The Cardinals similarly believed last season’s core capable of continued success – and perhaps it still is. Many in the front office and clubhouse thought the media attention given Albert Pujols’ departure via free agency overblown. Some believed Pujols’ exit might actually enhance team chemistry.
A world championship provided management sufficient capital to name a first-time manager as successor to Tony La Russa. In some ways, it also offered the club enhanced leverage to withstand any blowback for its reluctance to retain Pujols, who quickly became cast as a villainous figure by many within a jilted fan base.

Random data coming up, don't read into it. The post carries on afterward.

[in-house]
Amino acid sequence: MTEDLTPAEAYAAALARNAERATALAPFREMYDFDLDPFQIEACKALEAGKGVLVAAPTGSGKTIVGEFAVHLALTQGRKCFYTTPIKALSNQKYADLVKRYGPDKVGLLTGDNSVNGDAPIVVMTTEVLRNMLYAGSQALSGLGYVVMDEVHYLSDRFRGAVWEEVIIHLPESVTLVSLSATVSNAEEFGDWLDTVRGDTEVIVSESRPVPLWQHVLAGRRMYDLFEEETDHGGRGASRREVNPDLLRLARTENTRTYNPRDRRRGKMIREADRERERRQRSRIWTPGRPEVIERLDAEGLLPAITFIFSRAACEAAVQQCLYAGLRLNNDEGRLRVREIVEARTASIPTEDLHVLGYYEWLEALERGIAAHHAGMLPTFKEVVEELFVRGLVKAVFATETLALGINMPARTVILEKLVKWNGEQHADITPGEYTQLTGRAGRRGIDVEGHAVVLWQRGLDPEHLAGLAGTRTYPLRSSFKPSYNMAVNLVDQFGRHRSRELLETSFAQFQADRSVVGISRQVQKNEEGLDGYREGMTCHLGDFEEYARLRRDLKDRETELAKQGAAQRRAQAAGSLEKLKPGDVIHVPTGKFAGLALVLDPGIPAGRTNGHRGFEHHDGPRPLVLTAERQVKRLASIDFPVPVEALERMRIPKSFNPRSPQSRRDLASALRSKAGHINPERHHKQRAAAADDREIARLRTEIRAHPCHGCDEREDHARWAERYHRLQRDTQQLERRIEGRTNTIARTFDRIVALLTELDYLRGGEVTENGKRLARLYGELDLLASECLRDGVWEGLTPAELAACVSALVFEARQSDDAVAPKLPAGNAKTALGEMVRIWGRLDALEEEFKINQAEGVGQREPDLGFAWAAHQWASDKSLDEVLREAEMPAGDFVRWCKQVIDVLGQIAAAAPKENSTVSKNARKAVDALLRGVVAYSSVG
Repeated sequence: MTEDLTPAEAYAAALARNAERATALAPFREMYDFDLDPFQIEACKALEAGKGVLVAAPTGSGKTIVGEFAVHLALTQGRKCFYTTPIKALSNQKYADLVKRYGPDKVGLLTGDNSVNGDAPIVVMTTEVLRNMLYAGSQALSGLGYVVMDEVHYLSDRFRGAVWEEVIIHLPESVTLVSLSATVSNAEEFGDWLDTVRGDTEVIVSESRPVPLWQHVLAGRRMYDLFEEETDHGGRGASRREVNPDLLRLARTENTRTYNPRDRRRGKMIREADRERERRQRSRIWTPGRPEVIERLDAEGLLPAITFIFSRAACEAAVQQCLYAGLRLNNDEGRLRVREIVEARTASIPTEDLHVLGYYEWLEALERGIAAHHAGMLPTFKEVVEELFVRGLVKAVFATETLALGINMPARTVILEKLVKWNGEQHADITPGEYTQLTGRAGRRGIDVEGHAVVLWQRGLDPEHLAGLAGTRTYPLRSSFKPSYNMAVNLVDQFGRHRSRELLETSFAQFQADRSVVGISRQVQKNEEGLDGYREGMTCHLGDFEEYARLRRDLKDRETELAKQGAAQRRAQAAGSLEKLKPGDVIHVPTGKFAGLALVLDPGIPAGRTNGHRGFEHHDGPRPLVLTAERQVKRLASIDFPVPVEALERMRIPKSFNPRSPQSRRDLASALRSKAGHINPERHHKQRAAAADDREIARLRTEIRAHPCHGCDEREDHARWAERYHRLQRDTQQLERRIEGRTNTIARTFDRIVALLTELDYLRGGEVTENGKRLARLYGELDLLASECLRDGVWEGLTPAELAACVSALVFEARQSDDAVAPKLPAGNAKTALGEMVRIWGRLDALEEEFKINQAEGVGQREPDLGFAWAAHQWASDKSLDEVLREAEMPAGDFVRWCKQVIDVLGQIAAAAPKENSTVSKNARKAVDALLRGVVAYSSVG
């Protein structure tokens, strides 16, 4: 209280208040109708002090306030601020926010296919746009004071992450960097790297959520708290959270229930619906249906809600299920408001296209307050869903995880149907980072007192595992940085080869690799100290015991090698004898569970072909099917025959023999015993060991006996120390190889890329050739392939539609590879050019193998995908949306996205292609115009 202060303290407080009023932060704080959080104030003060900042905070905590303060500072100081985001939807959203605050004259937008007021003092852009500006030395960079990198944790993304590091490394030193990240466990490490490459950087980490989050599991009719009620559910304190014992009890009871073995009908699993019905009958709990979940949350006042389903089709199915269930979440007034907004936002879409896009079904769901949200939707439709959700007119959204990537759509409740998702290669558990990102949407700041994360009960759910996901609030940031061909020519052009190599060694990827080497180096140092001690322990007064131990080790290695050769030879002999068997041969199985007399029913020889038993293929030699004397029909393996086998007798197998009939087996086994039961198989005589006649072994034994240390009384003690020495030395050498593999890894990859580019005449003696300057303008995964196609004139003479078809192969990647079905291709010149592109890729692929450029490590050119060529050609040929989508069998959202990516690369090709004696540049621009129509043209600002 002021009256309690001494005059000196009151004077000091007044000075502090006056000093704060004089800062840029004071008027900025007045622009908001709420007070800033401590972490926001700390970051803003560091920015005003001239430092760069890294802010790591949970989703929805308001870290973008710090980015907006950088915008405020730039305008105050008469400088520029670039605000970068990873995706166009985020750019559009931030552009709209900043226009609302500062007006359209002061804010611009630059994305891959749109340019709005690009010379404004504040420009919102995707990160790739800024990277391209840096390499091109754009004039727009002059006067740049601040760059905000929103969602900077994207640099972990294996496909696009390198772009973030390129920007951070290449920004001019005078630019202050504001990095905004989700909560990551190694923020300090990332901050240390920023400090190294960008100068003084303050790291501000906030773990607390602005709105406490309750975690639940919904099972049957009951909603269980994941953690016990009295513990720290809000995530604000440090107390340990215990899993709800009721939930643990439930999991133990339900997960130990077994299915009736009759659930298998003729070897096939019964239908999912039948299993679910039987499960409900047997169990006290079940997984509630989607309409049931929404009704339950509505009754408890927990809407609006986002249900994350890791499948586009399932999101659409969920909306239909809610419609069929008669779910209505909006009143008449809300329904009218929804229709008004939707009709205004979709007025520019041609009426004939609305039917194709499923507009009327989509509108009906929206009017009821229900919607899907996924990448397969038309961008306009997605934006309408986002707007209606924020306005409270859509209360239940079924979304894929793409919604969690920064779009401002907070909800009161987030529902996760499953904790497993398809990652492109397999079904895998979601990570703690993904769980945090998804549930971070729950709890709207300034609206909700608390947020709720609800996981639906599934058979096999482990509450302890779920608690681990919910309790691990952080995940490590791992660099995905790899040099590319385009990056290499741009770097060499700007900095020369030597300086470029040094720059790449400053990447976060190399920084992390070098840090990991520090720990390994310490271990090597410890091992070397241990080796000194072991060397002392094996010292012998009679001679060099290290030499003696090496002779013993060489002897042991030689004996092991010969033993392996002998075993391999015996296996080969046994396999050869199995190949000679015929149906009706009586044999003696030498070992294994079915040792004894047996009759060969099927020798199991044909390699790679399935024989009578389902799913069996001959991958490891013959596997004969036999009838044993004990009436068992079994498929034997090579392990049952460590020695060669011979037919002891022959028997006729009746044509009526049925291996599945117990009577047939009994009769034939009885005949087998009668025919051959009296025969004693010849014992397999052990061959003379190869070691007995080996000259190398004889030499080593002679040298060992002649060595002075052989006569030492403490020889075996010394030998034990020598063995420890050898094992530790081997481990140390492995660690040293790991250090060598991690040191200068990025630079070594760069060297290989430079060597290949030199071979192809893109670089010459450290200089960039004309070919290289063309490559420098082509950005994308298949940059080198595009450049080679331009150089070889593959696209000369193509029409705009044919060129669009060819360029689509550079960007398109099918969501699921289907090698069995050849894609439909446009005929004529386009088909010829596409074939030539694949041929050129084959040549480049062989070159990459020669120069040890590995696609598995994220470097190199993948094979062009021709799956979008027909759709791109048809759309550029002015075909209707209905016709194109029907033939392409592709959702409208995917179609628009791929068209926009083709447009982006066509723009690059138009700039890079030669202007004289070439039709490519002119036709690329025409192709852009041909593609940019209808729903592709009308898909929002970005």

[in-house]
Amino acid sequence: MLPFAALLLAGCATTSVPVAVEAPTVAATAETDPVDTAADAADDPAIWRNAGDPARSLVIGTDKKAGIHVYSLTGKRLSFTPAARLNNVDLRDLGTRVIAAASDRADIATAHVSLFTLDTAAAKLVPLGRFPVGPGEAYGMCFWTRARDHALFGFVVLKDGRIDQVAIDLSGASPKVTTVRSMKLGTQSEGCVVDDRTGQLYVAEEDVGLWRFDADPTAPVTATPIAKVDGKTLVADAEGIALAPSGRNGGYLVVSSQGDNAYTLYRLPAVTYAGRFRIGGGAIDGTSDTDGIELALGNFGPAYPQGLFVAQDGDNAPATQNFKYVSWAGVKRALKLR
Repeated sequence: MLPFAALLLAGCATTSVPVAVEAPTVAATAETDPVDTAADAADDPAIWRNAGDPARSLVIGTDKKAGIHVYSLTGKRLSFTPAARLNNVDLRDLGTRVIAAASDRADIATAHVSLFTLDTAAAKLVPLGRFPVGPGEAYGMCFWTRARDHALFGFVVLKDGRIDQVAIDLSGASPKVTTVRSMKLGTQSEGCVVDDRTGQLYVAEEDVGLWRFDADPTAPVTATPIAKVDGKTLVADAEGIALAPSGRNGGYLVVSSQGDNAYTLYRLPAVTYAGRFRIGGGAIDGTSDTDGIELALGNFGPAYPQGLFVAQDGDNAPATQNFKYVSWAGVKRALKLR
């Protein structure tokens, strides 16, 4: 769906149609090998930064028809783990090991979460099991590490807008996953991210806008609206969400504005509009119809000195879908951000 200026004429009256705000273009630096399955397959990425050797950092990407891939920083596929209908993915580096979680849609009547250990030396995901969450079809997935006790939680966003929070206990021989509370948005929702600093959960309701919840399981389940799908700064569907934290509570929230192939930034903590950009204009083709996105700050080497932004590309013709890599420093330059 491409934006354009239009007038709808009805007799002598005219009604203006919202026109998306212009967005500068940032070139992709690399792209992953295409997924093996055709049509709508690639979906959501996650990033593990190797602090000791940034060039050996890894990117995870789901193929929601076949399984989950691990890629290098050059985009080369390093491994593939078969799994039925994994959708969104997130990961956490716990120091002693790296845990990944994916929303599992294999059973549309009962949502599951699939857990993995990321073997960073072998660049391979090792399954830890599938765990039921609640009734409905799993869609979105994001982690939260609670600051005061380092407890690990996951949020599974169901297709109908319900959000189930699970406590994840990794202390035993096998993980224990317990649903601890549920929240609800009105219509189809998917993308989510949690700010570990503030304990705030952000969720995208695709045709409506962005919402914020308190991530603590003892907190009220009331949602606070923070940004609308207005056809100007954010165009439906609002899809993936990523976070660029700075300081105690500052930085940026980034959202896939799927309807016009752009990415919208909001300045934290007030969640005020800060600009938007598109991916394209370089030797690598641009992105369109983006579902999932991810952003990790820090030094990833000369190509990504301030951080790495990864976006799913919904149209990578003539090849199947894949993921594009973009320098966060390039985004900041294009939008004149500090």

This year’s team has operated without Pujols as well as without Carpenter and last season’s right fielder, Lance Berkman. It also has carried the largest payroll in club history – more than $116 million.
In numerous ways this team is a transitional one. John Mozeliak’s hire in October 2007 coincided with a greater emphasis on self-sufficiency through player development and amateur scouting. The retention of veterans Berkman, Carpenter, Carlos Beltran, Rafael Furcal and Jake Westbrook occurred via short-term deals, albeit with some risk.
Next season translates into another incremental step as a "gap season" at Memphis further impacts the major-league roster.
If last winter represented tectonic shifts within the manager’s office, coaching staff and the No. 3 spot in the batting order, this winter will be less deviating.